Method of Fortune Telling With Playing Cards
In Fortune-Telling by Cards as in all games at which they are employed the Ace ranks highest in value. Then comes the King, followed by the Queen, Jack, Ten, Nine, Eight and Seven, with the other numbers in their order. The comparative value of the different suits is as
First on the list stand Clubs, as they mostly portend happiness, and, no matter how numerous or how accompanied, they are rarely or never of bad augury. Next come Hearts, which usually signify joy, liberality, or good temper. Diamonds, on the contrary, denote delay, quarrels and annoyance, while
Spades, the worst of all, signify grief, sickness and loss of money. I am, of course, speaking generally, as, in many cases, the position of cards changes their signification entirely, their individual and relative meaning being often widely different. Thus, for example, the King of Hearts, the Nine of Hearts and the Nine of Clubs signify respectively a liberal man, joy, and success in love; but change their position by placing the King between the two nines, and you would read that a man, then rich and happy, would be ere long consigned to a prison. I will, in the first place, give a complete list of the cards, together with their precise significance, and then briefly describe the manner of their arrangement by English seers, with a view to the successful disclosure of their mystic oracles.
- Ace of Clubs.—Wealth, happiness and peace of mind.
- King of Clubs.—A dark man, upright, faithful and affectionate in disposition.
- Queen of Clubs.—A dark woman, gentle and pleasing.
- Jack of Clubs.—A sincere but hasty friend. Also a dark man’s thoughts.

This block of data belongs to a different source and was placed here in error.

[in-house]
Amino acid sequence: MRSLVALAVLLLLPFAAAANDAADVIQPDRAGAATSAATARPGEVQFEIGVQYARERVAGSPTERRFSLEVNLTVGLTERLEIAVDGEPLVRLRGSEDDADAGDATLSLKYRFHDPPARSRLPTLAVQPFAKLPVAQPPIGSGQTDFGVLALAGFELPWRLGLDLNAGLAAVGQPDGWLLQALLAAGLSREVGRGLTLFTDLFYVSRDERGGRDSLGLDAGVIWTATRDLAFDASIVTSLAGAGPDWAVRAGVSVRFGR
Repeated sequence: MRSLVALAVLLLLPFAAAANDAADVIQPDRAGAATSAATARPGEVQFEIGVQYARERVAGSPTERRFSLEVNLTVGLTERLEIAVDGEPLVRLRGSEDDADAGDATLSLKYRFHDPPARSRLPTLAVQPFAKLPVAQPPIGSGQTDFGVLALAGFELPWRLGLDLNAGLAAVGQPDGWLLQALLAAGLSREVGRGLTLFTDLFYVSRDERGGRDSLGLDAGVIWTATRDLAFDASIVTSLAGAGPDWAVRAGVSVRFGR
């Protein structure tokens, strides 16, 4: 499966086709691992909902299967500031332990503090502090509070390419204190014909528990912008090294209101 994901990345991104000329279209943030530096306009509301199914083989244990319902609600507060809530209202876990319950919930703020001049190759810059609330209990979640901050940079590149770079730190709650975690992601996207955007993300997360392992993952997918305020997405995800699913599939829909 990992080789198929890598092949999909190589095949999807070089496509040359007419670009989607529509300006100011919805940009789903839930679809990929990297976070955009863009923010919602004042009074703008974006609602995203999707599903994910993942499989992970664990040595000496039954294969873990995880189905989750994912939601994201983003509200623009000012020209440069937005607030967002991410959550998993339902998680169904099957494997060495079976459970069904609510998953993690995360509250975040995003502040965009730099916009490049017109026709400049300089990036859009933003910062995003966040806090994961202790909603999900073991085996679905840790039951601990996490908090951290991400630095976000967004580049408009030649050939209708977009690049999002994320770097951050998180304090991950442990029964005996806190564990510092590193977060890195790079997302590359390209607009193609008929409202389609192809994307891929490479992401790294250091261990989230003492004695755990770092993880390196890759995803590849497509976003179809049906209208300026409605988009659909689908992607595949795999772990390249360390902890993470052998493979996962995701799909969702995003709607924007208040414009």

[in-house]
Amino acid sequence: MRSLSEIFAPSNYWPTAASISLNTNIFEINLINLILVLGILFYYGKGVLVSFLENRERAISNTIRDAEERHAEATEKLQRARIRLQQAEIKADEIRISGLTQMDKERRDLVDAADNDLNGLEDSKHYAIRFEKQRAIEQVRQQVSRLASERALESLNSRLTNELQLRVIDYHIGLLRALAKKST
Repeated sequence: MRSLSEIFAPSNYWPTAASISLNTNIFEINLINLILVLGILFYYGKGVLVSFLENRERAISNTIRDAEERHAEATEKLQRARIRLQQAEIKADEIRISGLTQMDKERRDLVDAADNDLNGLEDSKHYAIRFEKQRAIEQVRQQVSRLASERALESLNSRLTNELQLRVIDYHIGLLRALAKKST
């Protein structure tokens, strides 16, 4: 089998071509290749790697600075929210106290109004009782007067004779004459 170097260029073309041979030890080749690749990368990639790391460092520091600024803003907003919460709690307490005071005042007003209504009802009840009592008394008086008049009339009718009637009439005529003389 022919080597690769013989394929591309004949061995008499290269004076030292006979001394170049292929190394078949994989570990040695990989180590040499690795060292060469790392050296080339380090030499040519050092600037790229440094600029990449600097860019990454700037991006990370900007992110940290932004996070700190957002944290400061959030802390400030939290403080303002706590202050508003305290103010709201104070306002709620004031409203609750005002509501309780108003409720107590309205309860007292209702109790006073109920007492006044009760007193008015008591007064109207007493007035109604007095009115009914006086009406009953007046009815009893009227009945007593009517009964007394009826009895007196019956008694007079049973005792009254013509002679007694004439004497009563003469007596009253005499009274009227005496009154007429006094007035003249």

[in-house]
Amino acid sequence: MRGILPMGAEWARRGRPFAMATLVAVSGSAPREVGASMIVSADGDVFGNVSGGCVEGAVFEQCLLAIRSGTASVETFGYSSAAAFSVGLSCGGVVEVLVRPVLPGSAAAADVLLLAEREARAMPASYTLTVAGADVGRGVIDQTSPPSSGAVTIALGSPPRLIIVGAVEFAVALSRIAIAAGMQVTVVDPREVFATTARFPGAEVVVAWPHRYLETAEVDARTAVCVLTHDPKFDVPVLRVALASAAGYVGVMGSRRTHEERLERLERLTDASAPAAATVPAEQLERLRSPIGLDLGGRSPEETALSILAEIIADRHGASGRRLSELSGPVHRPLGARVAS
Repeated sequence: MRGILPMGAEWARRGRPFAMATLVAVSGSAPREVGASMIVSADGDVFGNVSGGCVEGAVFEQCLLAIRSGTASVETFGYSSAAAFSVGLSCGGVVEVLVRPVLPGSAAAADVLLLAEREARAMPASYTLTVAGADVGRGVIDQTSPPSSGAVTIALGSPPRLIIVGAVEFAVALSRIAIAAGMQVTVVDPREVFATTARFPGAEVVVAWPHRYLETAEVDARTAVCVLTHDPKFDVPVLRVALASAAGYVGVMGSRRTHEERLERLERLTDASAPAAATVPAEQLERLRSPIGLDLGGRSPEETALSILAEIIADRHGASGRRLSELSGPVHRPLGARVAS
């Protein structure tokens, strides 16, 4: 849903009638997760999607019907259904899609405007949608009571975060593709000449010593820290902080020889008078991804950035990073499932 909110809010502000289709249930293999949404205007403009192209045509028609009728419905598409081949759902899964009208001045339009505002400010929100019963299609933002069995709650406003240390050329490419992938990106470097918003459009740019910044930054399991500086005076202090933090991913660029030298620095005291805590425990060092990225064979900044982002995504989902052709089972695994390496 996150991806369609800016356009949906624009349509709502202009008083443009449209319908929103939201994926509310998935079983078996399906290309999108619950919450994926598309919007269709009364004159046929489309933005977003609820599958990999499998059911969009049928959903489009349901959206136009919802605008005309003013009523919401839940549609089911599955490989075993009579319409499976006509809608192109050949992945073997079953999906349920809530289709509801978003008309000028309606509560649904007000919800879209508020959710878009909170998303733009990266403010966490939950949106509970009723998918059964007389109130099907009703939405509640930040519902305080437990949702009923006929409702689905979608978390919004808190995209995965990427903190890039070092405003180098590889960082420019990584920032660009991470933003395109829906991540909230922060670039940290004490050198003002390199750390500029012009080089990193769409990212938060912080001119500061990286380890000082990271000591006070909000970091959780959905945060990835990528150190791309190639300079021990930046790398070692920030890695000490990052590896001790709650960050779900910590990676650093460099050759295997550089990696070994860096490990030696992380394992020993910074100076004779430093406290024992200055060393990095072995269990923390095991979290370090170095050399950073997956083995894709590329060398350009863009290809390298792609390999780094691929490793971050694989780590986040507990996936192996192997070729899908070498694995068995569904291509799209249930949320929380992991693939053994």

- Ten of Clubs.—Unexpected riches, and loss of a dear friend.
- Nine of Clubs.—Disobedience to friends’ wishes.
- Eight of Clubs.—A covetous man. It also warns against speculations.
- Seven of Clubs.—Promises good fortune and happiness, but bids a person beware of the opposite sex.
- Six of Clubs.—Predicts a lucrative business.
- Five of Clubs.—A prudent marriage.
- Four of Clubs.—Cautiousness against inconstancy or change of object for the sake of money.
- Three of Clubs.—Shows that a person will be more than once married.
- Two of Clubs.—A disappointment.
- Ace of Diamonds.—A letter—but from whom and what about must be judged by the neighboring cards.
- King of Diamonds.—A fair man, hot tempered, obstinate and revengeful.
- Queen of Diamonds.—A fair woman, fond of company and a coquette.
- Jack of Diamonds.—A near relation who considers only his own interests. Also a fair person’s thoughts.
- Ten of Diamonds.—Money.
- Nine of Diamonds.—Shows that a person is fond of roving.
- Eight of Diamonds.—A marriage late in life.
- Seven of Diamonds.—Satire, evil speaking.
- Six of Diamonds.—Early marriage and widowhood.
- Five of Diamonds.—Unexpected news.
- Four of Diamonds.—Trouble arising from unfaithful friends ; also a betrayed secret.
- Three of Diamonds.—Quarrels, law-suits and domestic disagreements.
- Two of Diamonds.—An engagement against the wishes of friends.